The role of orthographic knowledge for reading performance in German elementary school children

  • Reading is crucial for successful participation in the modern world. However, 3-8% (e.g., Moll et al., 2014) of children in elementary school age show reading difficulties, which can lead to limited education and enhance risks of social and financial disadvantages (Valtin, 2017). Therefore, it is important to identify reading relevant components (Tippelt & Schmidt-Hertha, 2018). In this context, especially phonological awareness (i.e., awareness of the sound structure of the language) and naming speed (i.e., fast and automatized retrieval of information) were identified as significant components for reading skills (e.g., Georgiou et al., 2012; Landerl & Thaler, 2006; Vellutino, Fletcher, Snowling, & Scanlon, 2004). One further component, which is of growing interest to the recent research, is orthographic knowledge. It comprises the knowledge about the spelling of specific words (word-specific orthographic knowledge) and about legal letter patterns (general orthographic knowledge; Apel, 2011). Previous research focused predominantly on examining the role of orthographic knowledge on basic reading level, including word identification and word meaning (Conrad et al., 2013; Rothe et al., 2015). The relationship between orthographic knowledge and reading comprehension as the core objective of reading, including understanding of the relationship between words within a sentence as well as building a coherence between sentences (Perfetti et al., 2005), was on the contrary scarcely the object of research. The first goal of this dissertation is, therefore, to provide a remedy by investigating the role of orthographic knowledge on higher reading processes (sentence- and text-level). The scarce body of research investigating children with reading difficulties provide a mixed result pattern (e.g., Ise et al., 2014). Therefore, this dissertation aims at clarifying the influence of orthographic knowledge on word-, sentence-, and text-level in children without and with reading difficulties. A thorough understanding of reading relevant components is also important for conception of interventions aiming at individual reading performance improvements in order to prevent school failure. One promising approach to help children to overcome their reading difficulties is a text-fading based reading training. During this procedure, reading material is faded out letter by letter in reading direction (i.e., in German from left to right; Breznitz & Nevat, 2006). The aim of this manipulation is to prompt the individual to read faster than usual, resulting in reading rate and comprehension improvements (e.g., Nagler et al., 2015). However, the underlying mechanisms leading to improvements of reading performance are still unclear. Considering previous findings showing orthographic skills to influence training outcomes (Berninger et al., 1999), and also word reading performance after a reading intervention (Stage et al., 2003), it seems plausible to include orthographic knowledge when investigating potential training effects. Therefore, this dissertation aims at investigating the predictive value of orthographic knowledge for comprehension performance during the text-fading based reading training. In order to answer the first research question, two empirical papers are implemented (see Appendix A: Zarić et al., 2020 and Appendix B: Zarić & Nagler, 2021), which investigate the role of orthographic knowledge for reading at word-, sentence-, and text-level in German school children without and with reading difficulties. The study by Zarić et al. (2020) examines the incremental predictive value for explained reading variance of both word-specific and general orthographic knowledge in relation to variance amount explained by general intelligence and phonological awareness. For this purpose, data from 66 German third-graders without reading difficulties were analyzed. Correlation and multiple regression analyses have shown that word-specific and general orthographic knowledge contribute a unique significant amount to the variance of reading comprehension on word-, sentence-, and text-level, over and above the explained variance by general intelligence and phonological awareness. In order to answer the question whether word-specific and general orthographic knowledge also explain variance in children with poor reading proficiency, in addition to established predictors phonological awareness and naming speed, the data from 103 German third-graders with reading difficulties were analyzed in a second study (Zarić & Nagler, 2021). The analyses revealed that word-specific and general orthographic knowledge explain a unique significant amount of the variance of reading on word- and sentence-level. On text-level, these two components did not explain a significant amount of unique variance. Here, only phonological awareness was shown to be a significant predictor. The results indicate that the knowledge about the spelling of specific words (word-specific orthographic knowledge) and the knowledge about legal letter patterns (general orthographic knowledge) contribute to reading comprehension on word-level. Following the assumptions, for instance, of the Lexical Quality Hypothesis (Perfetti & Hart, 2002) high-quality orthographic representations are considered to be important for higher reading processes, such as comprehension. ...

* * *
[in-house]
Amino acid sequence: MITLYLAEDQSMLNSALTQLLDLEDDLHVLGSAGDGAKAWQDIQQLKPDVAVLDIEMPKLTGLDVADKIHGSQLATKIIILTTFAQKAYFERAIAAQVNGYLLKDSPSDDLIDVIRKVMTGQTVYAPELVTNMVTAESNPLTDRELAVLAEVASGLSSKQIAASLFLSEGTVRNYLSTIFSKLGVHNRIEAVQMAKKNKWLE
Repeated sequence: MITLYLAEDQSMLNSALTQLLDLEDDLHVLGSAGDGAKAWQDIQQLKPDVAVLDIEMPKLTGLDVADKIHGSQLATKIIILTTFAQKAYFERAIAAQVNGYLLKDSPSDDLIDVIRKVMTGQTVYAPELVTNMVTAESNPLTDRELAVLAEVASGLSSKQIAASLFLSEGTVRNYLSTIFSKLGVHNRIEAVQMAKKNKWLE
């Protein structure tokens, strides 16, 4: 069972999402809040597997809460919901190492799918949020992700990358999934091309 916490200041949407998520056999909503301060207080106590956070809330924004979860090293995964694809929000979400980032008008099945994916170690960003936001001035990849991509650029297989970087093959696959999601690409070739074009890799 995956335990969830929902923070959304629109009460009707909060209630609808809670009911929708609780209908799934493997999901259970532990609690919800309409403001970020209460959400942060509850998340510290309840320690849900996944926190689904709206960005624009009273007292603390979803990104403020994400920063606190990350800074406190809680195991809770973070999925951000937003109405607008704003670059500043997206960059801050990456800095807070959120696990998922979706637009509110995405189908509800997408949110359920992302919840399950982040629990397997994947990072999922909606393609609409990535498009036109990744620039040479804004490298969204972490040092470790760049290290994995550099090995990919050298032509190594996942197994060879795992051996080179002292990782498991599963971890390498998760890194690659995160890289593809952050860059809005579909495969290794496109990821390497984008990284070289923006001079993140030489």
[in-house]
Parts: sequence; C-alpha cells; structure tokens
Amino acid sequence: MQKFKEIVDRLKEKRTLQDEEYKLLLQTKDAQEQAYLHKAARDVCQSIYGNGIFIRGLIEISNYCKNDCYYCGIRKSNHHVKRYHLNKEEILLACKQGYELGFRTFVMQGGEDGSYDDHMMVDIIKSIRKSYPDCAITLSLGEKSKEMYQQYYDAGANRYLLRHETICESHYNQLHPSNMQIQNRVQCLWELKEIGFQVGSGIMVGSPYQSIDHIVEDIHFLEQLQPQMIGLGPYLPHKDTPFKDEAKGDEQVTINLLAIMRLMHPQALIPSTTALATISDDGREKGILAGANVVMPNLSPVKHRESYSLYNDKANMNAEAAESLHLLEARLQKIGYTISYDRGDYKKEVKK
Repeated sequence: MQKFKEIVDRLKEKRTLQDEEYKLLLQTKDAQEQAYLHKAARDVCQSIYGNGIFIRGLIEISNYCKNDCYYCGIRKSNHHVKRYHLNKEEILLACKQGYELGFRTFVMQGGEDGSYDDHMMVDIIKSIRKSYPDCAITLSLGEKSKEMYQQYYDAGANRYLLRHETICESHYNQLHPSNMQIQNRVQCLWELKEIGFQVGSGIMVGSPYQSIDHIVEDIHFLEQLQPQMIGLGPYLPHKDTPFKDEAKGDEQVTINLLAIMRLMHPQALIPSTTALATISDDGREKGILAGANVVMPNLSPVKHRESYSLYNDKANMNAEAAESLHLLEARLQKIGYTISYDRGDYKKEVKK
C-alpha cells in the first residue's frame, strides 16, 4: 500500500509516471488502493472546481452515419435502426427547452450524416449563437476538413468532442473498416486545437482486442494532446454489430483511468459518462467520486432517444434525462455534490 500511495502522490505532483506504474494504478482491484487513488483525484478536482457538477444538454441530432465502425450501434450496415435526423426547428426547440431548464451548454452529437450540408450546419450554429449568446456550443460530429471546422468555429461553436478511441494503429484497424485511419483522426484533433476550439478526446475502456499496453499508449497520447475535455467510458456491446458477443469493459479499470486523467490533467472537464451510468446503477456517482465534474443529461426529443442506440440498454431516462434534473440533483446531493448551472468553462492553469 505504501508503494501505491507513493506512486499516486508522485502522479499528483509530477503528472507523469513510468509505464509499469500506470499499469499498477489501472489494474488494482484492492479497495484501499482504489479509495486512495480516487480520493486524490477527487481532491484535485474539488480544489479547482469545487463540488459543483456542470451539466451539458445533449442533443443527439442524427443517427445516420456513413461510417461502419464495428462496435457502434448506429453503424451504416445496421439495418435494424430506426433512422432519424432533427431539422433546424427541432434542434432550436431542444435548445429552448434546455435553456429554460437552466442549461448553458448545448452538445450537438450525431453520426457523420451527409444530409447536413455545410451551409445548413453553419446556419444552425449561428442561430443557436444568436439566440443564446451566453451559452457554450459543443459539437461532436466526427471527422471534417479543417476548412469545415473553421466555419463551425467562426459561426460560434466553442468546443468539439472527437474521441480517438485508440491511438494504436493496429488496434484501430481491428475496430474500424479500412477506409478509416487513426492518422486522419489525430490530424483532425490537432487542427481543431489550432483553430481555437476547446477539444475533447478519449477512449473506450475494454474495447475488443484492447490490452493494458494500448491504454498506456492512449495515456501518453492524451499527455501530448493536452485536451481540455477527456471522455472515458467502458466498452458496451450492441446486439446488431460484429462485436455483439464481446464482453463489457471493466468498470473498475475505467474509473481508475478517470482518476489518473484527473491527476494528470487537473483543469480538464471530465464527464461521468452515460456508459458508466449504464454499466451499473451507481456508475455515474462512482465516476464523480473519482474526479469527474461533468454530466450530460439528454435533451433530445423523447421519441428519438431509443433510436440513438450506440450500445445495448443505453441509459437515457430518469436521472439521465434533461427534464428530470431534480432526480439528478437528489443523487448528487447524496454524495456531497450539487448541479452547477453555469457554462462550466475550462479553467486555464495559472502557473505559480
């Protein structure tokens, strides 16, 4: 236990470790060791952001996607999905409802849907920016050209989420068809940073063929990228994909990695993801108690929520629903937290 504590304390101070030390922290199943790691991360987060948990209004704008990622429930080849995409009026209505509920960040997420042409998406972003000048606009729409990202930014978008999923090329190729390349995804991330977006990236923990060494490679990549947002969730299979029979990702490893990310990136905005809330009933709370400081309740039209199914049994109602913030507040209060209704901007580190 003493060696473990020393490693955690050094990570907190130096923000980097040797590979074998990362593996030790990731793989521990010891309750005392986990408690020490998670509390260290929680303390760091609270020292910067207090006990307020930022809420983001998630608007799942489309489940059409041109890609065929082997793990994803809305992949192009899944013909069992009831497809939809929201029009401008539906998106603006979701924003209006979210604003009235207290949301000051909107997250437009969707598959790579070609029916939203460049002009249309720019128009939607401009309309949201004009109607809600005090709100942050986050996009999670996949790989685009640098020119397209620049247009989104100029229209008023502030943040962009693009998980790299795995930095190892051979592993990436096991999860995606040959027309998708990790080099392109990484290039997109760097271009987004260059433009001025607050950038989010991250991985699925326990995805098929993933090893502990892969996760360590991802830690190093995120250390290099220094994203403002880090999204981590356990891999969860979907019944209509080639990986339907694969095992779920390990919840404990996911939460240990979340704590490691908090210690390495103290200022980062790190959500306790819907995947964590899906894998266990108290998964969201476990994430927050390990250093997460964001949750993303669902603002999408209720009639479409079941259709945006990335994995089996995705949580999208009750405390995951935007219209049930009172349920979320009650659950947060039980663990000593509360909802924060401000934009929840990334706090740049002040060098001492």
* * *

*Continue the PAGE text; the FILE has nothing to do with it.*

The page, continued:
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Author:Jelena Zarić
URN:urn:nbn:de:hebis:30:3-614287
DOI:https://doi.org/10.21248/gups.61428
Place of publication:Frankfurt am Main
Referee:Marcus Hasselhorn, Gerhard BüttnerGND
Document Type:Doctoral Thesis
Language:English
Date of Publication (online):2021/07/02
Year of first Publication:2021
Publishing Institution:Universitätsbibliothek Johann Christian Senckenberg
Granting Institution:Johann Wolfgang Goethe-Universität
Date of final exam:2021/05/19
Release Date:2021/07/12
Page Number:190
HeBIS-PPN:484031287
Institutes:Psychologie und Sportwissenschaften
Dewey Decimal Classification:3 Sozialwissenschaften / 37 Bildung und Erziehung / 370 Bildung und Erziehung
Sammlungen:Universitätspublikationen
Licence (German):License LogoDeutsches Urheberrecht